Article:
What this sixth of the General Councils achieved was to reconcile the churches of the East with the Roman See, and to condemn a heresy. And yet again was the adage warranted that once a General Council meets the unlikeliest things may happen--for this sixth council was to treat a pope as the fifth had treated the Three Chapters. The sixth General Council was, in the intention of the emperor who called it, a "peace conference" that terminated sixty years of grave disorders. And, yet once again, those responsible for the beginnings of the disorder had been conscious rebels in part only. As had happened with Justinian, what had moved a seventh-century emperor to act as a theologian--and had he not so acted the heresy would never have had any importance outside the schools of theology--was the hope of uniting his people to fight, this time, for the empire's very life against an all-victorious enemy, the Persians.
This seventh-century heresy is traditionally called Monothelism: the heresy that Christ our Lord did not possess a human will, or ever act with a force--an "operation"--that was human, but that, in Him, all that in us comes from our wills came from His being God. If this were true, then Christ was not really a man. It was the Monophysite claim all over again, and the theory was the outcome of the strongly felt need to tempt the Monophysites back to the spiritual unity from which they had been separated now nearly two hundred years. The practical plan to restore religious unity in the harassed state along these lines had for its authors the emperor Heraclius (610-41) and Sergius, the patriarch of Constantinople.
Heraclius was a man of Armenian extraction--that is to say, sprung of a family from Monophysite territory--but born in Africa, where his father, another Heraclius, was commander in chief of the imperial army in the opening years of the seventh century. The ruling emperor, Phocas, was a barbarous and incompetent tyrant, under whom the state seemed about to disintegrate, at the time the Persians, led by a very able king, Chosroes II, were executing a successful invasion of the Roman East. The elder Heraclius declared against Phocas, and set his son in command of the armament he sent from Africa against the capital. The rebels were victorious, and the younger Heraclius was crowned emperor, by Sergius the patriarch, October 5, 610. He was thirty-five years of age, and was to rule for thirty years.
Nothing could have been more desperate than the situation the new emperor faced: an empty treasury, a nation impoverished and embittered, hardly any army, and the Persians advancing without any hope for some years of checking them. The list of their uninterrupted victories recalls the events of 1939-41. In 611 they took Antioch, in 613 Damascus, in 614 Jerusalem, and in 617 Alexandria. Meanwhile Heraclius, ably assisted by the patriarch, kept his people from despair and slowly prepared for the offensive. A holy war was preached, for the invaders had taken the Holy Land and had defiled the sacred places; they had captured the most sacred of all possessions, the very Cross on which Christ died. As to military plans, Heraclius proposed to fight his way through Asia Minor and Armenia to the Euphrates, and then down the rivers and across to the heart of Persia. Once the Persian monarchy was destroyed, the recovery of the provinces Rome had lost would not be difficult. The task occupied the emperor a good six years (622-28). But the day came when he dictated terms to the Persians in the heart of their own land, and he had the happiness of escorting the Cross to Jerusalem in 629.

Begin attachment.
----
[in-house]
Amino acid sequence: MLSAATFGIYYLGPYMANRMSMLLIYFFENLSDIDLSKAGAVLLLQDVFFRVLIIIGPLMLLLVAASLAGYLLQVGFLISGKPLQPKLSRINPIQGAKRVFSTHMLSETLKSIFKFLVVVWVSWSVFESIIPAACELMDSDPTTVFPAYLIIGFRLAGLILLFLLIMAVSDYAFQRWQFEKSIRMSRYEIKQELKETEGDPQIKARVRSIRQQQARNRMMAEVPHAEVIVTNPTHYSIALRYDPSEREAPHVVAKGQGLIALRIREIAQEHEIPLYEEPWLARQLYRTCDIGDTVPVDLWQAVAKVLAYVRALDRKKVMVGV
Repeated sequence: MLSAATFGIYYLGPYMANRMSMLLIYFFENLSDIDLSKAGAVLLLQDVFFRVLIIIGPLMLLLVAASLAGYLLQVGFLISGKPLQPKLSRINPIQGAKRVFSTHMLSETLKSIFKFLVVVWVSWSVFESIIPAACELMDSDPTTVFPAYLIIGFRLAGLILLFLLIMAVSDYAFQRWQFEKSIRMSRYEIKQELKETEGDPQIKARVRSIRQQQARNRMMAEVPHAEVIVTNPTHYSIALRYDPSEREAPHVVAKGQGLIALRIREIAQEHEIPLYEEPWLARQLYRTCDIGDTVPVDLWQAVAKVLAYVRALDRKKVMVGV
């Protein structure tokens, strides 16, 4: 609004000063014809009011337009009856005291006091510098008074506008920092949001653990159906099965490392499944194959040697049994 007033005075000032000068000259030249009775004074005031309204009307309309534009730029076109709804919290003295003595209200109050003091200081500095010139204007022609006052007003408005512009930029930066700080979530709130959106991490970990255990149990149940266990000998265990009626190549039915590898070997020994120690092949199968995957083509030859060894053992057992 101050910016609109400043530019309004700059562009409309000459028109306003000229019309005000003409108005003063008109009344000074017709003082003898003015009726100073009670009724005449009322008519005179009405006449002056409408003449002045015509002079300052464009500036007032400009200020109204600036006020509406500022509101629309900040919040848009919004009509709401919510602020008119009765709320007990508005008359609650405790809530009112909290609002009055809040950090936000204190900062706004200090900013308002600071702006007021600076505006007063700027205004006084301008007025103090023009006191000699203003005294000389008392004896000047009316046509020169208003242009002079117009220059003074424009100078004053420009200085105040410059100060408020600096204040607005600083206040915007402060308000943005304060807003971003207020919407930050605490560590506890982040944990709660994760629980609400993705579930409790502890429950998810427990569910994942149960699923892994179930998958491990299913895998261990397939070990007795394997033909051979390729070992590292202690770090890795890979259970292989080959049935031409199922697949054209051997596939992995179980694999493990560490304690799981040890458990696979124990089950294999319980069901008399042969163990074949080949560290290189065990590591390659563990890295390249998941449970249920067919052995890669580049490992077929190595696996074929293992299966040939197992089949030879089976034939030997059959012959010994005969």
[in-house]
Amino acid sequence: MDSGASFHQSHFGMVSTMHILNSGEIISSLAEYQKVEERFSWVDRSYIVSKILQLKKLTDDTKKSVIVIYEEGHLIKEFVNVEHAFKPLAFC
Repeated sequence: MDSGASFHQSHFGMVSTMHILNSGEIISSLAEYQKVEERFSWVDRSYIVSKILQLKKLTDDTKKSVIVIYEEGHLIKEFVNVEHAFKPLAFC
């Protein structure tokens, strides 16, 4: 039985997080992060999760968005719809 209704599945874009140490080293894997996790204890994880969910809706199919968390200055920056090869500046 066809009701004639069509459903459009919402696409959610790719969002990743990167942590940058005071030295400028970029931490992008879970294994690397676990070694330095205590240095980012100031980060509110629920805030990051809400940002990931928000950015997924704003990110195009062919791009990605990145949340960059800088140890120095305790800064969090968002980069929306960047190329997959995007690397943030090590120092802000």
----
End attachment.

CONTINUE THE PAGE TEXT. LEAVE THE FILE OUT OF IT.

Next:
In all these years Heraclius had been busy with theological conferences, binding to the imperial cause--as he hoped--some of his most embittered subjects, the Monophysites of Armenia (622) and the Caucasus (626) very notably, and of Syria (631). At Phasis, a city on the shores of the Black Sea, the modern Poti, he had a long conference with the bishop, Cyrus, whom he found it difficult to persuade that the new point he was urging, about the "unity" of action in the Divine Saviour, was in harmony with the teaching of St. Leo and Chalcedon, that was still, of course, the religion of the State. The emperor advised him to consult Sergius of Constantinople. Cyrus received, in reply, a dossier of literature to support the orthodoxy of the new idea. It included a letter--later proved spurious--of a former patriarch of Constantinople to Pope Vigilius. Cyrus was won over. When, five years later, the see of Alexandria fell vacant the emperor thought of the able bishop he had met in fabled Colchis, and Cyrus was brought the thousand miles or so to sit in the seat of St. Cyril and St. Athanasius (631). And, as patriarch he brought about, in Egypt of all places, a reunion of Catholics and Monophysites--all on the strength of the new point that since Catholics believed there was but a single source of the acts done by the saving Christ, there was no reason why Monophysites should anathematize them as though they were really Nestorians. The date of this union was 633. Monothelism was now, as a fact of public life, some ten years old.